Today’s CPAs come from very diverse backgrounds and have very different expectations from the employees of a generation past. Students and new hires in the accounting profession have made it very clear they value balance in their lives—and workplace flexibility is a necessary component. Workplace flexibility, once considered a female issue, may have been only the canary in the coal mine in the past. But in today’s world, the desire to find a work/life balance is gender-neutral and actually may be a generational theme.
In a 2002 Catalyst study of men and women aged 25 to 35, 37% of respondents said they used flexible arrival and departure times and an additional 46% said they wanted this option; 6% worked a compressed workweek and 67% said they wanted to do the same; 17% telecommuted and 67% hoped they could; 4% worked reduced hours, 36% said they wished for the same option; and 4% had had a leave of absence, which another 43% wanted.
Smart organizations and associations are addressing the needs and expectations of employees and implementing flexible work arrangements. In May 2003 the first Work/Life Conference held by the AICPA, the American Woman’s Society of CPAs (AWSCPA) and the American Society of Women Accountants (ASWA) brought together a diverse group of accounting professionals to discuss flexibility in the workplace. They discovered that work/life programs and policies were not luxuries.
Deloitte & Touche conducted a study of why women were leaving and found it was to go to more flexible firms—unfortunately for Deloitte & Touche, they took their training with them.
It’s generally agreed that it costs 150% of a person’s salary to replace a good employee.
Employee dissatisfaction has a negative impact on a firm’s bottom line. In 1999 workplace stress cost American business $3 billion, and that figure continues to rise. Kathy Lingle of the Alliance for Work/Life Progress says, “Researchers have found that people who have little control of their work life have a 70% higher risk of dying from heart disease than those who can decide what they will do and when.”
Studies show that as employee satisfaction and loyalty increase, so do service quality and value. Customers and clients react favorably to employees who are satisfied. Even more telling is that 73% of Fortune magazine’s “100 Best Companies to Work For” had higher-than-average return on investment.
A recent study by Sears found that a 5% increase in employee satisfaction led to a 12% increase in sales.
Cutting-edge firms are recognizing these facts. Many now are putting together business plans that include flexible work arrangements and setting goals to become the “employer of choice.”
But change is difficult. Many decision makers have built very successful practices using old accounting employment models in which face time is key and 80-hour workweeks standard if people want to advance. Such decision makers may be reluctant to embrace a model that is significantly different. However, as Tom Meador, CEO of American Express Tax & Business Services Inc. (TBS), says: “The metrics will force change. We must balance the needs of our employees, the needs of our clients and the needs of our shareholders.” Satisfied and loyal employees go a long way toward making this balancing act work.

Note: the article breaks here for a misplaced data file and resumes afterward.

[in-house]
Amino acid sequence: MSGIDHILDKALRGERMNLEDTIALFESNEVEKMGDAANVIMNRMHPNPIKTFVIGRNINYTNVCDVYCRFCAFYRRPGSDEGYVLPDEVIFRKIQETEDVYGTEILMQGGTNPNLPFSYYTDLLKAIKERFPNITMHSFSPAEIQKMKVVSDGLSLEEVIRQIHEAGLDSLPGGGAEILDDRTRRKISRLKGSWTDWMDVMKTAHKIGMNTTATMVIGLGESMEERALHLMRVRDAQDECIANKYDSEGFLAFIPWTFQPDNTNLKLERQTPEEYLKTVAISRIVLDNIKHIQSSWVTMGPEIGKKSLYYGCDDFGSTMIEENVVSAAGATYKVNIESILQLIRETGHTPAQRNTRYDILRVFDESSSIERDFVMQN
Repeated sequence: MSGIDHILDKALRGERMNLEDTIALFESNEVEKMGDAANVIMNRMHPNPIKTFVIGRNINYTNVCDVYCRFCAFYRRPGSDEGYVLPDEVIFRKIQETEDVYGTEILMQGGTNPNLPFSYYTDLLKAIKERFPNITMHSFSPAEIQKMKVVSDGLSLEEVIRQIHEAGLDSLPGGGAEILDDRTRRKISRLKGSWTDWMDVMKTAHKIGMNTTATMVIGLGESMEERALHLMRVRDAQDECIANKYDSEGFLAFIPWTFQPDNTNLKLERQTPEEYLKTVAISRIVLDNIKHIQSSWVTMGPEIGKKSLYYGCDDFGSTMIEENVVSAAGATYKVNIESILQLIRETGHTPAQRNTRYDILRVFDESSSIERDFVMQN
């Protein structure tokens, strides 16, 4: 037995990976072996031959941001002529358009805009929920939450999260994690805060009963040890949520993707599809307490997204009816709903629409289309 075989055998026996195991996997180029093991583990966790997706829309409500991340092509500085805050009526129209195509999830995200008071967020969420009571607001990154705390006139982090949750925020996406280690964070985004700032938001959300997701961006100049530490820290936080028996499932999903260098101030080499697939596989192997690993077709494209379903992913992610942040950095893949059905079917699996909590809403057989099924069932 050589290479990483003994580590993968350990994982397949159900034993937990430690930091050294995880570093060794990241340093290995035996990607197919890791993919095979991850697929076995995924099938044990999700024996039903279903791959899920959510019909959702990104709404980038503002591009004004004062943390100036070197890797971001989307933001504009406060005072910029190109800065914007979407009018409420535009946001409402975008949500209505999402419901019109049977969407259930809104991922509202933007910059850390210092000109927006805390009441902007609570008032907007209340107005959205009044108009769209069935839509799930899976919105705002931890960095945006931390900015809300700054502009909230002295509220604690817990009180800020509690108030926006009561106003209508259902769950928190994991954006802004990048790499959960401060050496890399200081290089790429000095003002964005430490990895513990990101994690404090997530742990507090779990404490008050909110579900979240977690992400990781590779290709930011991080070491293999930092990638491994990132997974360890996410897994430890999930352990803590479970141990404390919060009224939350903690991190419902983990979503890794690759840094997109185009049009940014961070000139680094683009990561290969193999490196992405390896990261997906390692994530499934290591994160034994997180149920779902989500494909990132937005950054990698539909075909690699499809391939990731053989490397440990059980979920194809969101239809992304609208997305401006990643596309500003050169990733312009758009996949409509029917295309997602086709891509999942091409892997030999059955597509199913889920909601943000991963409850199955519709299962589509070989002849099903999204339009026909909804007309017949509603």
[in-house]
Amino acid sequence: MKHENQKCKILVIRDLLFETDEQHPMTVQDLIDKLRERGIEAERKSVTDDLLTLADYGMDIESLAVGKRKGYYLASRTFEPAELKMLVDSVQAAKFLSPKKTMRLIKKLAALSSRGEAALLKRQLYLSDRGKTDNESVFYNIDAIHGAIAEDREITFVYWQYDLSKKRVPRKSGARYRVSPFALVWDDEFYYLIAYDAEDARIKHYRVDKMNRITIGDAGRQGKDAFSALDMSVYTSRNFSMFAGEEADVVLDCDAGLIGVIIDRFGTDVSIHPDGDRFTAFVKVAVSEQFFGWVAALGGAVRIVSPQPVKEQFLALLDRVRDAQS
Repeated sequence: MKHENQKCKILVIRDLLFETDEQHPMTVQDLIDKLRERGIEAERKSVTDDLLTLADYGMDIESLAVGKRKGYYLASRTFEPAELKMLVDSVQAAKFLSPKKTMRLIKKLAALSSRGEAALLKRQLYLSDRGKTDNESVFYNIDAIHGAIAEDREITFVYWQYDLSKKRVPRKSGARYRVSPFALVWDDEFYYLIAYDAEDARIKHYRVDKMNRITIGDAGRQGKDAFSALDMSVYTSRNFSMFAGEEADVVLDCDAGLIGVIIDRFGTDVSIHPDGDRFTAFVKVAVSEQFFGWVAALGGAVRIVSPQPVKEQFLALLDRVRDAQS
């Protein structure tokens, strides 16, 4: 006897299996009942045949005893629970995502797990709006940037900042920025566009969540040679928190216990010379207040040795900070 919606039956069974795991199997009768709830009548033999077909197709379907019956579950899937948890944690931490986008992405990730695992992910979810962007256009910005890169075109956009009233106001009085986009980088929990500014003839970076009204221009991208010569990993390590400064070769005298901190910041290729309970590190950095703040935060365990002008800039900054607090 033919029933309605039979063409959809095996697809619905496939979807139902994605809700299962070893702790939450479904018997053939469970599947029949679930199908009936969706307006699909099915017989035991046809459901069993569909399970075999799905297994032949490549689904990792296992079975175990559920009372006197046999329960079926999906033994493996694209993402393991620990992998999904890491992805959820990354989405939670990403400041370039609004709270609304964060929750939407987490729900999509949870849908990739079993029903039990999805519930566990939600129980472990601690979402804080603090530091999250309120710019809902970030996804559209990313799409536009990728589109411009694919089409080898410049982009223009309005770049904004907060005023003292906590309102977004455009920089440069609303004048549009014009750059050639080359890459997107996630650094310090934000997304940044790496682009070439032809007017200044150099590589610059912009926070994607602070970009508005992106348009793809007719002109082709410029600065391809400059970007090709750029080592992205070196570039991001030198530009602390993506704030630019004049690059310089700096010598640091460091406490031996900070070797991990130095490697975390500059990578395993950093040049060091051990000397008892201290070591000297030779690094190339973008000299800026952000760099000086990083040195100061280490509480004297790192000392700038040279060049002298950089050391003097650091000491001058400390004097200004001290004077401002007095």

In the last decade those wanting to advance their careers used informal rather than formal flexible work arrangements. Linda Bergen, CPA, of Citigroup says while she was in public accounting she used the accumulated overtime of busy season to take care of her children in the summer. Respondents generally believed that formal arrangements still could negatively affect a person’s career path.
In a survey conducted by TheLadders.com , 62% of men in top income brackets said they would put their careers on hold to become stay-at-home dads.
We are now on the cusp of a new employment model. Progressive firms are discarding rigid career paths. Technology allows us to work virtually anywhere, anytime. Several of the top- and middle-tier firms give employees the opportunity to take leave for a period of time and then come back into the firm at their same level. TBS calls this the “Time Out for You” program. Bergen’s informal summer model now has become a formal model called the modified work arrangement or teacher model and top management in many firms is pushing its acceptance. Firms are holding seminars and educating their top decision makers. Over time output will be more valuable than input. Value to the firm no longer will be measured by the amount of face time or billable hours but rather by productivity and the quality of the work product.
Our profession is changing on many fronts. The change to a more flexible employment model can make better employees, better managers and ultimately more satisfied performers. These arrangements are a true success story of our generation.
—Marianne Heard, CPA, director, Boston region,
American Express Tax & Business Services